[0038] According to one embodiment, the process is continuous and the sufficient residence time is provided by reactor design.

[0039] According to another embodiment the process is semicontinuous, wherein the aqueous phase is treated batch-wise, feeding the biomass, water and sulfuric acid into the reactor and emptying the slurry substantially at once after desired time. The residence time needed for levulinic acid production may thus be controlled by routine means of batch production. However, the steam stripping is conducted continuously over the entire stay of the biomass in the reactor.

[0040] It is essential for the present invention to adjust the conditions in a way to create a continuous gas stream removing the furfural from the reactor as soon as possible after its formation. Therefore the steam entering the reactor must be selected in a way to enable at least part of it leaving the reactor in gas phase. In other words, it should not entirely be condensated in the process.

[0041] To meet these requirements, following alternatives are available.

[0042] The present inventor has found that a preferable weight ratio between stripping steam and dry matter fed in the reactor is from 5:1 to 1:3, preferably from 3:1 to 1:2 and most preferably about 1:1.

[0043] The steam temperature is preferably at saturated balance pressure at least 10 °C, and more preferably at least about 20 °C higher than the reactor temperature.

[0044] According to another embodiment, the superheated stripping steam is used, said superheated steam having a lower pressure than the saturated balance pressure and higher than the reactor pressure.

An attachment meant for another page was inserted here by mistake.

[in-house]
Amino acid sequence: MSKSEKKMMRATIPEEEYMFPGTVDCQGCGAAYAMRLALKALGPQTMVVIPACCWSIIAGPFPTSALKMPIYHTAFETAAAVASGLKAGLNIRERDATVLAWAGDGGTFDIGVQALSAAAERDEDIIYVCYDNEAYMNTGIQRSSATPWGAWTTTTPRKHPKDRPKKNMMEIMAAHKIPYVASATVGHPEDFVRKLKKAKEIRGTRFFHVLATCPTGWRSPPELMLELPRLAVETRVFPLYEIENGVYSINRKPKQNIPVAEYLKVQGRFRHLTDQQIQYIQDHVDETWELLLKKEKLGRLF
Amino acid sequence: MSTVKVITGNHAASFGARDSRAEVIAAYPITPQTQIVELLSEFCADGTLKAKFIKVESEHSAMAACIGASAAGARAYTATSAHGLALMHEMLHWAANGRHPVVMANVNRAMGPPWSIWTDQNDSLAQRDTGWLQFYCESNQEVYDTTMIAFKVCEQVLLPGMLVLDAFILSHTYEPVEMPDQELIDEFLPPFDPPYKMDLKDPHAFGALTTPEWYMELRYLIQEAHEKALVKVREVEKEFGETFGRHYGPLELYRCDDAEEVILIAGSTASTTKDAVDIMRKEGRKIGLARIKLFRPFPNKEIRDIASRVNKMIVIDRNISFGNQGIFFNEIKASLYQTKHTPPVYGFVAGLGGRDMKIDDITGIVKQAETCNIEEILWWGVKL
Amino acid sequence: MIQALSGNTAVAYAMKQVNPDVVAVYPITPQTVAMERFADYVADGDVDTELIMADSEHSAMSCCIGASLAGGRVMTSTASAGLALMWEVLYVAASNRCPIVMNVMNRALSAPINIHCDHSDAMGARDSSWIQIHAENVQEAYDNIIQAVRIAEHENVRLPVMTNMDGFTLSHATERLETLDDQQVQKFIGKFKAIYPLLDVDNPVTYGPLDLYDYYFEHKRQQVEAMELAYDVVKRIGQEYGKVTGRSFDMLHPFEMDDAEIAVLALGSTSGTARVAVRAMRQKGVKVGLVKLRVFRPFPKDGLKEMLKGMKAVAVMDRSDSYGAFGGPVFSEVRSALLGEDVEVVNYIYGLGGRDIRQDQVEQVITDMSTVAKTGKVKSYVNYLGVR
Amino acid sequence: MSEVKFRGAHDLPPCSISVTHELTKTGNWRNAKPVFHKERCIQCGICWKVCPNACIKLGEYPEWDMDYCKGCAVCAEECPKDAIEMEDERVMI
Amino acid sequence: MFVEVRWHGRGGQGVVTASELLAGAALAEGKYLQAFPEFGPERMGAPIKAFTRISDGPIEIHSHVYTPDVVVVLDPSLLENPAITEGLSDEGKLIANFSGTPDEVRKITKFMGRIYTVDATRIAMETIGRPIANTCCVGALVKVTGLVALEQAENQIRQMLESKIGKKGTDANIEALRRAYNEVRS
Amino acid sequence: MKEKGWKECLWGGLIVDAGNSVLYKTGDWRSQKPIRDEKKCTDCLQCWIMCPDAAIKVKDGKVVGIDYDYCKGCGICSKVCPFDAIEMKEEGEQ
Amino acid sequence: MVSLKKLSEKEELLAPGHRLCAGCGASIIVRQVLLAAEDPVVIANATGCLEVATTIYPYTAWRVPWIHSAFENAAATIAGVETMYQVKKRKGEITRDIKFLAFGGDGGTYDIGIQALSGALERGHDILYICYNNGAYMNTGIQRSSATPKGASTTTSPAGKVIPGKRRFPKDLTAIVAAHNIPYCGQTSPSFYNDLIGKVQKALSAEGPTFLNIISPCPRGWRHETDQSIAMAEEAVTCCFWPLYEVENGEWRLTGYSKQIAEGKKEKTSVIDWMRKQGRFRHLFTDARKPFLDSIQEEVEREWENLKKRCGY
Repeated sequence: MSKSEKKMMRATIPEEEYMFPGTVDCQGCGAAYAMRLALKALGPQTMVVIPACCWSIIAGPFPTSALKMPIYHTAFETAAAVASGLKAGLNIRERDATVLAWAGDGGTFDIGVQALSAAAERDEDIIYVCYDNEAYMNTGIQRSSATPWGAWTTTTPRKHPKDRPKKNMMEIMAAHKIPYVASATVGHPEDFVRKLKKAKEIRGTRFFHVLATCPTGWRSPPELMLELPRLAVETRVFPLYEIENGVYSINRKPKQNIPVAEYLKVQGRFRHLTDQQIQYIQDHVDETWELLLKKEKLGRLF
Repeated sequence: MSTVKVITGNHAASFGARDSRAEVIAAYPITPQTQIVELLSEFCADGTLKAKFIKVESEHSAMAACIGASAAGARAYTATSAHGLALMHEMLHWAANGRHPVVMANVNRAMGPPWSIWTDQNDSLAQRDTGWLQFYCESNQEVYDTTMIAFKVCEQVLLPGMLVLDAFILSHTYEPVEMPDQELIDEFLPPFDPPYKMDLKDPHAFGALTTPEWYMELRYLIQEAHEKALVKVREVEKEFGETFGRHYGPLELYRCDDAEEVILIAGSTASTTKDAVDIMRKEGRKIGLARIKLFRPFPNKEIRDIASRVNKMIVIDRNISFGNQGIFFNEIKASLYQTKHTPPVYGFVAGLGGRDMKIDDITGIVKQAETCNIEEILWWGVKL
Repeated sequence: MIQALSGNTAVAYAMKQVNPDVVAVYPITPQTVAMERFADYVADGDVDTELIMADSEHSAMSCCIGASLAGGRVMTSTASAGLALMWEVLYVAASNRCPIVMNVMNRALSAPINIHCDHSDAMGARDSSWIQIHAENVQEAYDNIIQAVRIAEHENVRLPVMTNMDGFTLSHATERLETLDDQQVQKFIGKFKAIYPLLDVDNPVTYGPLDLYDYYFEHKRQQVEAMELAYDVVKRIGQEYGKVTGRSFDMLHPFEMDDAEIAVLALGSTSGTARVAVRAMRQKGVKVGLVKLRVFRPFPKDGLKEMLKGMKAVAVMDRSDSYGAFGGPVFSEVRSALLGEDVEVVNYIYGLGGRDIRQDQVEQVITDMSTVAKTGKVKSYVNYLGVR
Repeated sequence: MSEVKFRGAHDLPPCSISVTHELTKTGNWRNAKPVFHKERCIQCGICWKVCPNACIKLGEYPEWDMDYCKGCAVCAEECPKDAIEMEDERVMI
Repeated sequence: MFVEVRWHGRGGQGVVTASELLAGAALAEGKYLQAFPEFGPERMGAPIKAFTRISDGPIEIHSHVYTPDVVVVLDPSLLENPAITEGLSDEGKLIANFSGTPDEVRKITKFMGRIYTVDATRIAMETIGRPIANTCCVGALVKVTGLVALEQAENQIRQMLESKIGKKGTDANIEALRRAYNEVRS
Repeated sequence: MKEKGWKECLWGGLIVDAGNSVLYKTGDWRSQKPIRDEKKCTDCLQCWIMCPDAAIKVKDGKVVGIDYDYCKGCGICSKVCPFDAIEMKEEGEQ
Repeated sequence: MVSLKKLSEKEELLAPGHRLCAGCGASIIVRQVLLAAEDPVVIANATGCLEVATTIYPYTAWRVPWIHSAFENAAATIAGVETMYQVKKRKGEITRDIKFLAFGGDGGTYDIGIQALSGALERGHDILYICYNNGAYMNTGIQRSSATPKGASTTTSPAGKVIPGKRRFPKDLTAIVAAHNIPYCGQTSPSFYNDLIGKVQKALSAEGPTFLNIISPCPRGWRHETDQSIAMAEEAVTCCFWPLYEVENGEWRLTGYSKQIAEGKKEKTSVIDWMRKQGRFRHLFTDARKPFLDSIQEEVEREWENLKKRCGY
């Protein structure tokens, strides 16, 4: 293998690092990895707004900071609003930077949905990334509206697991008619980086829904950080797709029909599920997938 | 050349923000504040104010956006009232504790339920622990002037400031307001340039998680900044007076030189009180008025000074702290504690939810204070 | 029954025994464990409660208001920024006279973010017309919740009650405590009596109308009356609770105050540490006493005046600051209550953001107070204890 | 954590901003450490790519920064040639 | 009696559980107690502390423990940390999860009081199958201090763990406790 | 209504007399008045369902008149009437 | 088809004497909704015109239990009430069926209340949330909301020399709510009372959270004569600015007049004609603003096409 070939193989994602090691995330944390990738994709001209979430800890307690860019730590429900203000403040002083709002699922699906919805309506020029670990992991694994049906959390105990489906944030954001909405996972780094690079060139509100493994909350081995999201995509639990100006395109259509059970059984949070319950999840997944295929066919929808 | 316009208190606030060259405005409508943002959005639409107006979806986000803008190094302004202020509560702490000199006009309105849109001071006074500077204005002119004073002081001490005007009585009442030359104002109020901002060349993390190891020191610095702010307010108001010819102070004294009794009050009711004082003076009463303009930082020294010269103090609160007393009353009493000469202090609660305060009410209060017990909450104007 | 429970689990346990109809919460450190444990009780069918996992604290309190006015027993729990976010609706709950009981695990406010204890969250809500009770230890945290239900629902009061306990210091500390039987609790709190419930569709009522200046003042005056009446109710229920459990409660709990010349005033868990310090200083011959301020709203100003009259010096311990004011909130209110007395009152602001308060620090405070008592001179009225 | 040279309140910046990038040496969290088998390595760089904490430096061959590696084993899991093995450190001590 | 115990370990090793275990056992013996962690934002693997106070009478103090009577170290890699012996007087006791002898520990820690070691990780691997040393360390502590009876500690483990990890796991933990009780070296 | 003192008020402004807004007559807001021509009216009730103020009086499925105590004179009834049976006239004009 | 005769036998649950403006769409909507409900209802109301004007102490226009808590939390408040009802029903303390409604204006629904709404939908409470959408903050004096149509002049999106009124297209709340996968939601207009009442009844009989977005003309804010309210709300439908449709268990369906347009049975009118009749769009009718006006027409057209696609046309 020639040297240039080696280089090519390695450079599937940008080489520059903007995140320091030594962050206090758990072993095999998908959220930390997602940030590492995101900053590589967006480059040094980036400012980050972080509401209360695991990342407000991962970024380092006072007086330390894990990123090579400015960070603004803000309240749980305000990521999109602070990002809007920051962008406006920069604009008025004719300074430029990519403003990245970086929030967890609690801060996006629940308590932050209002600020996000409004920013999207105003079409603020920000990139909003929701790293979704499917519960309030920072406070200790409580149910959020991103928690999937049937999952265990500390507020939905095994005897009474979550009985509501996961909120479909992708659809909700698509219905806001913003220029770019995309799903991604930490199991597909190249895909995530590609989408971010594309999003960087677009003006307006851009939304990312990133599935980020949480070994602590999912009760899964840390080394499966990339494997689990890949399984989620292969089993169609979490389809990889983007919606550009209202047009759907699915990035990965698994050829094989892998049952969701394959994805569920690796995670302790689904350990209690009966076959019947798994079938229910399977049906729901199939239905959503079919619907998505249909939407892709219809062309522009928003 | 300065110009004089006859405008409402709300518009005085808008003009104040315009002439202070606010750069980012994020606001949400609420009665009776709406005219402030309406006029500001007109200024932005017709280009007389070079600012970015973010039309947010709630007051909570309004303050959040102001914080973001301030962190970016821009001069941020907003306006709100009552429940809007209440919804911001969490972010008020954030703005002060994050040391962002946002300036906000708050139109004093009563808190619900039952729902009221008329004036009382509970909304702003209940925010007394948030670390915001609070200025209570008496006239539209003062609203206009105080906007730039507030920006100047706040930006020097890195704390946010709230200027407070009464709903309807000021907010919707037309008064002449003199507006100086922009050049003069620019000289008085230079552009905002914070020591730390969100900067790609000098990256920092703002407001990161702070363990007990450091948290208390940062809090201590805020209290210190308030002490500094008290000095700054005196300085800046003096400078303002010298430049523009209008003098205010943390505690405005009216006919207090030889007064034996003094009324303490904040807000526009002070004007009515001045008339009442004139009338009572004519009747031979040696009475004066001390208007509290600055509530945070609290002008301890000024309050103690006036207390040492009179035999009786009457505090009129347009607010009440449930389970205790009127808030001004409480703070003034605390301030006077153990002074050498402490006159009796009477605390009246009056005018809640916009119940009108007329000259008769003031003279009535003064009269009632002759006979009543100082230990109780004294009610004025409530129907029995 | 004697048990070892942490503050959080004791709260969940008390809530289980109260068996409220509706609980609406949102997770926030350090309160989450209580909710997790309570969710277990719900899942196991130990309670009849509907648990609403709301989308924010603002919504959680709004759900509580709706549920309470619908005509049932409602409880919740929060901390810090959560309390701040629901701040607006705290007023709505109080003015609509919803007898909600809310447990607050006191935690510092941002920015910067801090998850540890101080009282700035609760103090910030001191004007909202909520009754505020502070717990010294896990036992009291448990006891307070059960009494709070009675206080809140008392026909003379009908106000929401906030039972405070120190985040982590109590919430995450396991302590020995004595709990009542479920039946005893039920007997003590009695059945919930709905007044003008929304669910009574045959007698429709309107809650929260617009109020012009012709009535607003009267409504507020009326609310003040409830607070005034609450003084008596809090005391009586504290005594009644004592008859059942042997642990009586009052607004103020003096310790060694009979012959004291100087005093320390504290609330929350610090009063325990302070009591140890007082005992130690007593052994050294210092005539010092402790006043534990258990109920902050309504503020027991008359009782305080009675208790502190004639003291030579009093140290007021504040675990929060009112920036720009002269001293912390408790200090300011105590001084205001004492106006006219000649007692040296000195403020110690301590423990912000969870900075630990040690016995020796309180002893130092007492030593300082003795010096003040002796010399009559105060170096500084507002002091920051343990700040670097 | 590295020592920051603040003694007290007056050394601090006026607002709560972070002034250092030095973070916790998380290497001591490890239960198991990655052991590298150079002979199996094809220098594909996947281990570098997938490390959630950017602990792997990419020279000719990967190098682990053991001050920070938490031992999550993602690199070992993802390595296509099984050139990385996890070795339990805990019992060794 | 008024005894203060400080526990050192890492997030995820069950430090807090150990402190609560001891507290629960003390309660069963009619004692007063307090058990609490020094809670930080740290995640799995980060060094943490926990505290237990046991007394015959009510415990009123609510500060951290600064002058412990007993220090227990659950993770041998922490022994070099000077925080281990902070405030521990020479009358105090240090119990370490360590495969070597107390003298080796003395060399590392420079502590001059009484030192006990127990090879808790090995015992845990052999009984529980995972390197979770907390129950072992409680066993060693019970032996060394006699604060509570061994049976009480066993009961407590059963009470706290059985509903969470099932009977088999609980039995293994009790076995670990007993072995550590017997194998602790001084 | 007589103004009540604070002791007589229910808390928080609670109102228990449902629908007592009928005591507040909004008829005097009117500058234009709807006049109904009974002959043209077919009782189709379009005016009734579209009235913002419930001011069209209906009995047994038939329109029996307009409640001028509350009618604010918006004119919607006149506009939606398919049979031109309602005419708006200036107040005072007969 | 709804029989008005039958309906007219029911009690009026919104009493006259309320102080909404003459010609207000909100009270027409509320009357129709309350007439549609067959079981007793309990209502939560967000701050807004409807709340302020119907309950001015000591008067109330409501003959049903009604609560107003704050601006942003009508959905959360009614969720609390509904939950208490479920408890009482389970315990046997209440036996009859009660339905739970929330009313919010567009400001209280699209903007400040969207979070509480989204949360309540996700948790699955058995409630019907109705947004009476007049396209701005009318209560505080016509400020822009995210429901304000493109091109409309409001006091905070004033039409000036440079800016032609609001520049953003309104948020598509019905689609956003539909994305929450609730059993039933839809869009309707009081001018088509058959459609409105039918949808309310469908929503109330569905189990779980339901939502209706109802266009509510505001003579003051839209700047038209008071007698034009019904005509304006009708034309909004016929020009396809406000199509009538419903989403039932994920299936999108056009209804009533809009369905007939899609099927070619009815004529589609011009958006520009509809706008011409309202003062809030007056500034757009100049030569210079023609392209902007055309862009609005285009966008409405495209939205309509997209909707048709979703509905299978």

[0045] Creating a continuous steam flow through the reactor has been shown to enhance the recovery of furfural in the experimental part of the present description. Without being bound to theories, rapid removal of furfural from the reactor conditions is believed to contribute to decreasing the loss of furfural to side products. Said side product formation is described for example in publication US4533743.


P represents pentose

I a pentose-furfural intermediate

F furfural

D1 and D2 decomposition products

K1, K2, K3 first order reaction rate constants

K4 second order reaction rate constant

[0046] The intermediate 1, has not been isolated or identified, because once formed, it disappears very rapidly (i.e. K2>> K1).

[0047] The present inventor has surprisingly found that stripping the levulinic acid reaction slurry continuously with steam contributes to recovery of furfural. Furfural is thereby rapidly removed from the acidic reactor conditions and condensated from vapors. According to present knowledge, no recovery of furfural from the vapor flow from levulinic acid production has been reported. Even though, some vent gas in the prior art processes has been removed from the reactor converting hexoses into levulinic acid flashing the released gas phase, such exit from the reactor does not enable recovery of furfural. Said conditions are detrimental to furfural, which reacts to undesired side products and self-polymerizes. Furthermore, removal of furfural and other compounds volatile under reactor conditions is believed to advance the levulinic acid reactions. Hence, both conversions benefit in a synergistic way unforeseen based on prior art for either process.

Process setup

[0048] With reference to attached figure 1 an embodiment of the present process is herein provided. In the following description, like numbers denote like elements. It should be appreciated that the illustrated figures are not entirely in scale, and that the figures mainly serve the purpose of illustrating embodiments of the invention.